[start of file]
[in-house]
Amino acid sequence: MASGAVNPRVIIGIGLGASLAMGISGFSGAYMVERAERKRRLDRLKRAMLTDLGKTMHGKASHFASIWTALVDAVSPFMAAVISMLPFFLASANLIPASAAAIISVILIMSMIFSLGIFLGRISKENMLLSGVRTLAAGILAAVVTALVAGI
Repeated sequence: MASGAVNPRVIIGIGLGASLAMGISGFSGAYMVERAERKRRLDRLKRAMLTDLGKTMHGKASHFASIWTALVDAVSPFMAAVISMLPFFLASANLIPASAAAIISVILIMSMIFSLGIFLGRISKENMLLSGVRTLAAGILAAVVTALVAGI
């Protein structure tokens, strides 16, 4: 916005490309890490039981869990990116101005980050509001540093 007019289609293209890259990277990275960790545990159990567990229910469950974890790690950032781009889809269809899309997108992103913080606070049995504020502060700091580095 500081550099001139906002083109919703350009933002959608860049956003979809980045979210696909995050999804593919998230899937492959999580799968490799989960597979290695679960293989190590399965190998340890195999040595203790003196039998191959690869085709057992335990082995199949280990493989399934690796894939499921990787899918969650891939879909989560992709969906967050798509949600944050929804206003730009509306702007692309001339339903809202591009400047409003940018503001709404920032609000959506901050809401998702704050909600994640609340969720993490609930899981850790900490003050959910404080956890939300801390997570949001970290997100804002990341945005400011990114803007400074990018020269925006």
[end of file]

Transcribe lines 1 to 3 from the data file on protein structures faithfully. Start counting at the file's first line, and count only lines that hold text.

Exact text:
[in-house]
Amino acid sequence: MASGAVNPRVIIGIGLGASLAMGISGFSGAYMVERAERKRRLDRLKRAMLTDLGKTMHGKASHFASIWTALVDAVSPFMAAVISMLPFFLASANLIPASAAAIISVILIMSMIFSLGIFLGRISKENMLLSGVRTLAAGILAAVVTALVAGI
Repeated sequence: MASGAVNPRVIIGIGLGASLAMGISGFSGAYMVERAERKRRLDRLKRAMLTDLGKTMHGKASHFASIWTALVDAVSPFMAAVISMLPFFLASANLIPASAAAIISVILIMSMIFSLGIFLGRISKENMLLSGVRTLAAGILAAVVTALVAGI